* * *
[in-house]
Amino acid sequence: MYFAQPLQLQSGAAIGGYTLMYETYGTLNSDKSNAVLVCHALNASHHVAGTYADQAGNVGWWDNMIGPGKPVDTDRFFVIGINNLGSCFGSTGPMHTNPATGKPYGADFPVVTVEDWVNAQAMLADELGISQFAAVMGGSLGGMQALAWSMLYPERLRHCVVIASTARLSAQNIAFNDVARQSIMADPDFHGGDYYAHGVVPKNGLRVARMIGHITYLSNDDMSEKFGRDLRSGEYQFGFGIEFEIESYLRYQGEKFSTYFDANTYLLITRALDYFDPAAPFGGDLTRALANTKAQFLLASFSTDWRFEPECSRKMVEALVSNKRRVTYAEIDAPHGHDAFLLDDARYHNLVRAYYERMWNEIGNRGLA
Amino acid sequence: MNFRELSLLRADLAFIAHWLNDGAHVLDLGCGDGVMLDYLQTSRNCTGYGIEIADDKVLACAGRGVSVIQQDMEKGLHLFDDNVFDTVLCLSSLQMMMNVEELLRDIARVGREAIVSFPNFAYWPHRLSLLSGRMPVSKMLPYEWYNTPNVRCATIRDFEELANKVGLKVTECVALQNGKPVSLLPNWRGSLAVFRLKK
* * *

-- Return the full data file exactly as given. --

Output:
[in-house]
Amino acid sequence: MYFAQPLQLQSGAAIGGYTLMYETYGTLNSDKSNAVLVCHALNASHHVAGTYADQAGNVGWWDNMIGPGKPVDTDRFFVIGINNLGSCFGSTGPMHTNPATGKPYGADFPVVTVEDWVNAQAMLADELGISQFAAVMGGSLGGMQALAWSMLYPERLRHCVVIASTARLSAQNIAFNDVARQSIMADPDFHGGDYYAHGVVPKNGLRVARMIGHITYLSNDDMSEKFGRDLRSGEYQFGFGIEFEIESYLRYQGEKFSTYFDANTYLLITRALDYFDPAAPFGGDLTRALANTKAQFLLASFSTDWRFEPECSRKMVEALVSNKRRVTYAEIDAPHGHDAFLLDDARYHNLVRAYYERMWNEIGNRGLA
Amino acid sequence: MNFRELSLLRADLAFIAHWLNDGAHVLDLGCGDGVMLDYLQTSRNCTGYGIEIADDKVLACAGRGVSVIQQDMEKGLHLFDDNVFDTVLCLSSLQMMMNVEELLRDIARVGREAIVSFPNFAYWPHRLSLLSGRMPVSKMLPYEWYNTPNVRCATIRDFEELANKVGLKVTECVALQNGKPVSLLPNWRGSLAVFRLKK